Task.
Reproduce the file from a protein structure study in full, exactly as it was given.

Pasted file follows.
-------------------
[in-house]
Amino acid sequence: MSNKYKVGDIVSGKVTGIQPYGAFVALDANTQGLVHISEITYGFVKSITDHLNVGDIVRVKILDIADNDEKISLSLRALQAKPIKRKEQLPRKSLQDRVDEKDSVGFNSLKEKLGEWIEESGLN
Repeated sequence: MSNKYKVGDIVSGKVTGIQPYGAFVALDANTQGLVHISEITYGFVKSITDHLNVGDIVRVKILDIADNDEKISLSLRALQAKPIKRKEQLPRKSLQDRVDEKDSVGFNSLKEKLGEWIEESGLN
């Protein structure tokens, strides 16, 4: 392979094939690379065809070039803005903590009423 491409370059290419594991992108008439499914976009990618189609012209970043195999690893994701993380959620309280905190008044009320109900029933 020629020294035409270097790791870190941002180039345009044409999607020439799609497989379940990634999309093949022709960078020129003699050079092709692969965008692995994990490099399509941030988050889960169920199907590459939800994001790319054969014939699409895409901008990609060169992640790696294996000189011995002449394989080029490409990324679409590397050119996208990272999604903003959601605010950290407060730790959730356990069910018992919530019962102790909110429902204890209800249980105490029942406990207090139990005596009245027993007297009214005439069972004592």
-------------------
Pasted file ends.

[in-house]
Amino acid sequence: MSNKYKVGDIVSGKVTGIQPYGAFVALDANTQGLVHISEITYGFVKSITDHLNVGDIVRVKILDIADNDEKISLSLRALQAKPIKRKEQLPRKSLQDRVDEKDSVGFNSLKEKLGEWIEESGLN
Repeated sequence: MSNKYKVGDIVSGKVTGIQPYGAFVALDANTQGLVHISEITYGFVKSITDHLNVGDIVRVKILDIADNDEKISLSLRALQAKPIKRKEQLPRKSLQDRVDEKDSVGFNSLKEKLGEWIEESGLN
């Protein structure tokens, strides 16, 4: 392979094939690379065809070039803005903590009423 491409370059290419594991992108008439499914976009990618189609012209970043195999690893994701993380959620309280905190008044009320109900029933 020629020294035409270097790791870190941002180039345009044409999607020439799609497989379940990634999309093949022709960078020129003699050079092709692969965008692995994990490099399509941030988050889960169920199907590459939800994001790319054969014939699409895409901008990609060169992640790696294996000189011995002449394989080029490409990324679409590397050119996208990272999604903003959601605010950290407060730790959730356990069910018992919530019962102790909110429902204890209800249980105490029942406990207090139990005596009245027993007297009214005439069972004592």